Perennial herb (sometimes woody and somewhat suffrutescent), occasionally flowering in the first year, 0.2-2 m, stiffly erect to subscandent or straggling and ±prostrate, simple to much-branched, stems stout to very weak, distinctly to obscurely 4-angled, striate or sulcate, subglabrous to densely tomentose, the nodes ±shrunken when dry. Leaves elliptic, oblong or oval and acute or acuminate to almost round and very obtuse, gradually or abruptly narrowed below, (2-) 3-12 (-16) x 1.3-6 cm, indumentum varying from uniformly subglabrous through subglabrous above and densely appressed-canescent below to ± densely tomentose on both surfaces; petioles of main stem leaves 3-25 mm, shortening above and below. Inflorescences at first dense, finally elongating to (5-) 8-34 (-40) cm; peduncles (0.6-)1-6(-7.5) cm. Bracts lanceolate or narrowly deltoid-lanceolate, pale or brownish-membranous, 1.75-5 (-6) mm, glabrous. Bracteoles 1.5-4.5 (-6) mm, the basal wings 1/3-1/4 (-1/2) the length of the spine and adnate to it, typically tapering off above but not rarely rounded or truncate. Perianth whitish or pale green to red or purple, segments 5, 3-7 (-10) mm, the outer longest, narrowly lanceolate to lanceolate, very acute, with a distinct midrib and 2 obscure to distinct lateral nerves, narrowly or moderately pale-margined. Stamens 5, the filaments 1.5-4.5 (-6) mm, alternating with subquadrate pseudo-staminodes. Typically the apex of the latter curves slightly inwards as a narrow, crenate or entire, often very delicate flap, while from the dorsal surface arises a fimbriate-ciliate scale extending across the width of the pseudo-staminode; not rarely, however, this is reduced to a “stag’s-horn” process at the centre of the dorsal surface, or even becomes small and filiform-or else subapical or apical so that the pseudo-staminode appears simple (this mostly in small forms of var. sicula, which has not yet been found in Pakistan). Style slender, 1-4 (-6) mm. Capsule 1-3 (-5) mm. Seed filling the capsule, cylindrical, smooth.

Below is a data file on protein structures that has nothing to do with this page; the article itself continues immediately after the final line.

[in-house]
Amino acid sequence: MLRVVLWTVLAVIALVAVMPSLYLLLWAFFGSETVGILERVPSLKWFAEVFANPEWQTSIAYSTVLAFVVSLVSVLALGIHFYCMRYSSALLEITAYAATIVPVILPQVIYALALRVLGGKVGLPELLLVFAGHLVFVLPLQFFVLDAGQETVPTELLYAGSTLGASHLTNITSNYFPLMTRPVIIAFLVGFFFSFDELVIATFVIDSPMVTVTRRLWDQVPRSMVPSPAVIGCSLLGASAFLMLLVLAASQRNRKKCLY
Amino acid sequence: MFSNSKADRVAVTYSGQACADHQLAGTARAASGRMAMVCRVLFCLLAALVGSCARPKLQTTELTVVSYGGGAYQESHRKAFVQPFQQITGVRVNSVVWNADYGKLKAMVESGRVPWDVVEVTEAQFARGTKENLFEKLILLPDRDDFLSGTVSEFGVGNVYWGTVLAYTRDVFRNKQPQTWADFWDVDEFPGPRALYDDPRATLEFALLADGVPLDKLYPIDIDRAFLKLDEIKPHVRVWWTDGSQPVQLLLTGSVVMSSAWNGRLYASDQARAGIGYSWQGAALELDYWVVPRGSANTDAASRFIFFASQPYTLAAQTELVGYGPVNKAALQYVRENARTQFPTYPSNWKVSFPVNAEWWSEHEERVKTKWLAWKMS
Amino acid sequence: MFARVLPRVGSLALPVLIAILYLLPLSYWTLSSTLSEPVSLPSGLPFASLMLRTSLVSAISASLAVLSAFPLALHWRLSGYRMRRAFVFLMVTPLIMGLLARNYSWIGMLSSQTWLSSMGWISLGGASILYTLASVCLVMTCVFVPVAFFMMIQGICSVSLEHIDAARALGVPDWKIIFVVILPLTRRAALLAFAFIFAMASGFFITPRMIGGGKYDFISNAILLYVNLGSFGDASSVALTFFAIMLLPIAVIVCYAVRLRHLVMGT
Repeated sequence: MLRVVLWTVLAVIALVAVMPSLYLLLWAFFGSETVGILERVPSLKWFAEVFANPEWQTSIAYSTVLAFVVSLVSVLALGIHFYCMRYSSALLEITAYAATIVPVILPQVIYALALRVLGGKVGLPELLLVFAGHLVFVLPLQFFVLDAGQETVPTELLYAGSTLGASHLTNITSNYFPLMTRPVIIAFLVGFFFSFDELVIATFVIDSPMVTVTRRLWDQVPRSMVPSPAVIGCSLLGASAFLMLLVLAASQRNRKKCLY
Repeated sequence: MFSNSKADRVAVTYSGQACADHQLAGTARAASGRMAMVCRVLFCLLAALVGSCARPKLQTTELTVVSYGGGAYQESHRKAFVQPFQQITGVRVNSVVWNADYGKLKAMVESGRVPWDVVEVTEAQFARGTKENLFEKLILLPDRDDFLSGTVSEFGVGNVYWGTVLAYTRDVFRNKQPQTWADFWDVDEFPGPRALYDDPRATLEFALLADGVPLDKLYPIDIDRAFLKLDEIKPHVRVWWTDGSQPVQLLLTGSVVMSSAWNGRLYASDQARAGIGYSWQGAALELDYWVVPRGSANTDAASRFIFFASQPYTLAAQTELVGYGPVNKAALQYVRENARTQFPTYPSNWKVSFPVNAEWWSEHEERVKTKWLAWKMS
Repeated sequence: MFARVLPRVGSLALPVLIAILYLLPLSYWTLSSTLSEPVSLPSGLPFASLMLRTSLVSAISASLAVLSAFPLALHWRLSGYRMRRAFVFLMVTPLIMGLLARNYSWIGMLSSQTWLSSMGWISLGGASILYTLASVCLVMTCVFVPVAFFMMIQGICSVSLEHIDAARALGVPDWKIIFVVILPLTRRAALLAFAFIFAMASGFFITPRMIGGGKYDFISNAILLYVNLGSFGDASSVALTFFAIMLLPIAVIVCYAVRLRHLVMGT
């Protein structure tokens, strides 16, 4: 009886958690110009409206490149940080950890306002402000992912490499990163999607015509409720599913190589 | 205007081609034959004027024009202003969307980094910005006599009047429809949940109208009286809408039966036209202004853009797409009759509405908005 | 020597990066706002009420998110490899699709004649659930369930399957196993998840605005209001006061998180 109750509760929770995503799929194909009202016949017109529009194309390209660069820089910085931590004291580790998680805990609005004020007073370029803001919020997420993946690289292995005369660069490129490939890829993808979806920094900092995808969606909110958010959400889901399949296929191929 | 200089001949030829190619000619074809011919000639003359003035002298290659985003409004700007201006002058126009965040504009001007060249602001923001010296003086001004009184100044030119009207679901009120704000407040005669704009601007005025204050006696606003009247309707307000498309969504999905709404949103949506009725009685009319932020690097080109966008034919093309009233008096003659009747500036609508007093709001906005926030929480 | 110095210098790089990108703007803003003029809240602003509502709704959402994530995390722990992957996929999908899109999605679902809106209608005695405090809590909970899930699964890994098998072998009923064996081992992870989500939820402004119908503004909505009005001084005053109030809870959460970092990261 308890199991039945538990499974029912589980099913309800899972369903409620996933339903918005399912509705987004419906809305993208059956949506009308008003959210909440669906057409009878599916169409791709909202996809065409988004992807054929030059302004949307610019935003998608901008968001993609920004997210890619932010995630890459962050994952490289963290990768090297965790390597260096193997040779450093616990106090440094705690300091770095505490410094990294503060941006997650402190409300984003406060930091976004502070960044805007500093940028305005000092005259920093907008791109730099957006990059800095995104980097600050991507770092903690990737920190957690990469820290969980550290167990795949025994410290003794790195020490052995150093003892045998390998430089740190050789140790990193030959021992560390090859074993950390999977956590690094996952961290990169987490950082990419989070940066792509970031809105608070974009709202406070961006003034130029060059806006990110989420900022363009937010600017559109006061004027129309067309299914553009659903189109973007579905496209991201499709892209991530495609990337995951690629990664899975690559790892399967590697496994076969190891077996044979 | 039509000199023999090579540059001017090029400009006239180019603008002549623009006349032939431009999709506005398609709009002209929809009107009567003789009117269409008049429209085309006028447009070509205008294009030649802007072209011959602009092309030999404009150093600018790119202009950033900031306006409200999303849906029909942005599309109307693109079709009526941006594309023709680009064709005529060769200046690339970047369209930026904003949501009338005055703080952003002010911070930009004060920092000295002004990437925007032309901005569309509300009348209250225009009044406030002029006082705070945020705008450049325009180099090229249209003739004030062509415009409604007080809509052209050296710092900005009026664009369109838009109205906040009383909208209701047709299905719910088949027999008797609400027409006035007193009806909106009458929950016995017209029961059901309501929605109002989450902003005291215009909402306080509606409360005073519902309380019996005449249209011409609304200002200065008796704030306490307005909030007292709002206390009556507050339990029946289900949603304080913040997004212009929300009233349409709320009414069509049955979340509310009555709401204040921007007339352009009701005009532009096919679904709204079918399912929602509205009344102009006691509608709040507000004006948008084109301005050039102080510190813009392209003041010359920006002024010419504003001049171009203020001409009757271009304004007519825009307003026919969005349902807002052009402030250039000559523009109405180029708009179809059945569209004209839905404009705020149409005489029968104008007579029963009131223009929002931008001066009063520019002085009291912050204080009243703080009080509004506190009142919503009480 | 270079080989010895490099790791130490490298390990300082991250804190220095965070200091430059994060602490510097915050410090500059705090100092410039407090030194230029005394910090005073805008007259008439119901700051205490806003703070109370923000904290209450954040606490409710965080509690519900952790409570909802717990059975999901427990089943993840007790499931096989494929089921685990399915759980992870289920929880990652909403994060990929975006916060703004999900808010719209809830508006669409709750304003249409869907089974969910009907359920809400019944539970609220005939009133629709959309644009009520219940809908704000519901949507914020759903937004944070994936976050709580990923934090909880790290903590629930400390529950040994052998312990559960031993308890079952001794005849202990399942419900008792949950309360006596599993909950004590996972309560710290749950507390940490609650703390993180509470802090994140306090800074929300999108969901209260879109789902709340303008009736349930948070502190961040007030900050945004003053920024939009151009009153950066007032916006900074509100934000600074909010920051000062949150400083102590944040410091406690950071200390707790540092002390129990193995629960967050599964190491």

Herbs perennial, 20-120 cm tall. Stem quadrangular, pubescent; nodes slightly inflated; branches opposite. Petiole 0.5-1.5 cm, somewhat hairy; leaf blade broadly obovate or elliptic-oblong, 1.5-7 × 0.4-4 mm, papery, both surfaces hairy, base cuneate or rounded, margin entire or undulate, apex obtuse, with a mucro. Spikes terminal, erect, reflexed after anthesis, 10-30 cm; rachis angular, stout, densely hairy. Bracts lanceolate, 3-4 mm, apex acuminate; bracteoles spiny, shiny, 2.5-4.5 mm, rigid, base 2-winged; wings 1.5-2 mm, membranous, margin entire. Tepals lanceolate, 3.5-5 mm, with a vein. Stamens 2.5-3.5 mm; pseudostaminodes truncate or crenate at apex, fimbriate and ciliate. Utricles ovoid, 2.5-3 mm. Seeds brown, ovoid, ca. 2 mm. Fl. Jun-Aug, fr. Oct. 2n = 42, 48, 84, 96.
In Afrikaans it is called grootklits and langklitskafblom. In French, herbe à Bengalis, herbe sergen, and queue de rat.Spanish common names include cadillo chichoborugo, cadillo de mazorca, and mazotillo.
Plants perennial or annual. Stems 0.4-2 m, pilose or puberulent. Leaf blades elliptic, ovate, or broadly ovate to orbiculate, obovate-orbiculate, or broadly rhombate, 1-20 × 2-6 cm, adpressed-pubescent abaxially and adaxially. Inflorescences to 30 cm; bracts mem-branous; bracteoles long-aristate, spinose; wings attached at sides and base. Flowers: tepals 4 or 5, length 3-7 mm; pseudostaminodes with margins fimbriate at apex, often with dorsal scale. Utricles ± cylindric, 2-4 mm, apex truncate or depressed.
Achyranthes aspera is a variable, pantropical species divided into six varieties (C. C. Townsend 1974), two of which occur in the flora. The variety with a long perianth and acuminate leaves has long been called var. aspera; the variety with a short perianth and blunt leaves, var. indica. However, A. Cavaco (1962) showed that the type of var. indica must be the type of the species A. aspera, thus var. indica is a homotypic synonym of var. aspera. Townsend made the combination A. aspera var. pubescens for plants previously called var. aspera.
A protean species, of which innumerable varieties, forms or segregate species according to opinion have been created. Three entities are recognisable in Pakistan, of which selected specimens are cited here